If Protestants had patron saints, C. S. Lewis would be the patron saint of campus ministers. He worked on the college campuses of Oxford and Cambridge for most of his adult life dealing with students. He wrote apologetics, delightfully articulating the Christian worldview, that were read by college students rebelling against ignorant Christianity. In short, he’s awesome, and you should probably read him.
If you’re looking for a place to start, here are the 3 Best Entry Points.
1. Mere Christianity
This is his magnum opus (a pretentious way to say “masterpiece”). He might not have considered it that, but looking back over his work, it is. This is Lewis at his finest. Metaphors zip through the book like bees through a field of sunflowers. And his metaphors are way better than mine. Mere Christianity was originally a radio broadcast set during World War 2, so you’ll catch some references to bombings and war throughout it. Lewis never wrote about Christianity in the abstract—he always forced his faith to engage the world he saw around him.
If you’ve started this book before and had problems, try this. Mere Christianity is divided internally into four books, but try starting with book 4, then book 3, then go back and pick up books 1 and 2. Book 4 often has the most appeal for Christians, while Books 1 and 2 are usually considered the toughest. You might find the whole experience a little more enjoyable this way.
2. The Screwtape Letters
Now this is an incredible book. It’s the first Lewis book I read (and also my favorite!). Here’s the story. An elder devil, Screwtape, is writing a series of letters to his nephew, Wormwood, on how to tempt humans. Wormwood is fresh out of the tempting academy and still getting his feet wet tempting humans.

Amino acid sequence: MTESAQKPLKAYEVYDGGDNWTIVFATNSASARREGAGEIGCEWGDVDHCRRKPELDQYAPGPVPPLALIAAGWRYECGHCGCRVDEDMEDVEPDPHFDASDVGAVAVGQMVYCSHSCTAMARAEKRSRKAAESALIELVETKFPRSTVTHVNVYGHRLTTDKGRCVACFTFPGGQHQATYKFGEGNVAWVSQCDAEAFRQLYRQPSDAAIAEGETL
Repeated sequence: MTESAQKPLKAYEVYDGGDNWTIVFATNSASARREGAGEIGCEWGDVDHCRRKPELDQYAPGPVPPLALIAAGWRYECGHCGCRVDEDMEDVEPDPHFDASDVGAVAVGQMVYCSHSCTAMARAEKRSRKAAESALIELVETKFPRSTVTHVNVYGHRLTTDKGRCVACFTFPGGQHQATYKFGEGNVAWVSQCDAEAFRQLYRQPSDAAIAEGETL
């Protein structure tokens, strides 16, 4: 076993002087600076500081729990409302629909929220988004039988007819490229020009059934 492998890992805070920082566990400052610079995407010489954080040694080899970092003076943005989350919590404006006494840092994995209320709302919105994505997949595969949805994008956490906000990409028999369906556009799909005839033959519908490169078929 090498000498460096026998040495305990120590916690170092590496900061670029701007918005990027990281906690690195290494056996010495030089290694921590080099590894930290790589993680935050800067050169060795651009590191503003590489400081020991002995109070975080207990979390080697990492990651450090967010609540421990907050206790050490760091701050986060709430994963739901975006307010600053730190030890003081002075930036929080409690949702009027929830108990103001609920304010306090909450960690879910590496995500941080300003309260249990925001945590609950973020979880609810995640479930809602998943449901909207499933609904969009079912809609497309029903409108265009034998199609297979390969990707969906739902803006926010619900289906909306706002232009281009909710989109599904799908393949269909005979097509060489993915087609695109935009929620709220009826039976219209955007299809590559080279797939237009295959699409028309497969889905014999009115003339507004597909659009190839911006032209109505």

Since it’s a series of letters between two devils, all of Screwtape’s advice needs to be reversed. When he says “Our Father Below” he means Satan. When he speaks about “the Enemy” he means God. At one point Screwtape tells Wormwood that if a human can’t feel God, then tempt him to believe he never felt God at all. The real advice for Christians here is that even if you don’t feel God currently, you’ve encountered him before. You have to do little work like this as you read the book, but after a chapter or two it becomes pretty natural. Here’s an easy way to read the book: there’s 31 chapters and each chapter is about 5 pages each. Pick one of those months with 31 days and read a chapter a day. Easy. And worth it.
3. The Great Divorce
This is the final book of the Lewis Holy Trinity and the easiest to read (because it’s the shortest). If you’ve got two hours, you can sit down and read this book.
If you’ve ever wondered how people could choose hell even when they’re offered heaven, this is the book for you. It’s psychological theology. Lewis deals with the little choices we make everyday and shows us how choices to snub our parents or control our friendships are choices that spring from the darkest pits of hell. Each time I read this book, I’m amazed by how much I still identify with the “hellish” characters who have been offered a vacation to heaven.
One of my favorite parts of the book is the sudden realization that heaven is more real than anything we’ve ever experienced. The air rushes louder, the sun shines brighter, even the blades of grass are stronger—so much so that the visitors there seem ghostly and transparent in comparison to the presence of heaven.
The Great Divorce is a perfect blend of Lewis’ penetrating insight into our souls and his ability to imaginatively communicate the goodness of God. Reading this book is convicting, but it’s full of hope for something better. It’s almost like sitting through a surgery where the doctor is cutting you open to operate, but all the while describing how you’ll be able to function and thrive once the tear is repaired. So go on and let this book (or, more accurately, God through this book) open your heart up for some surgery.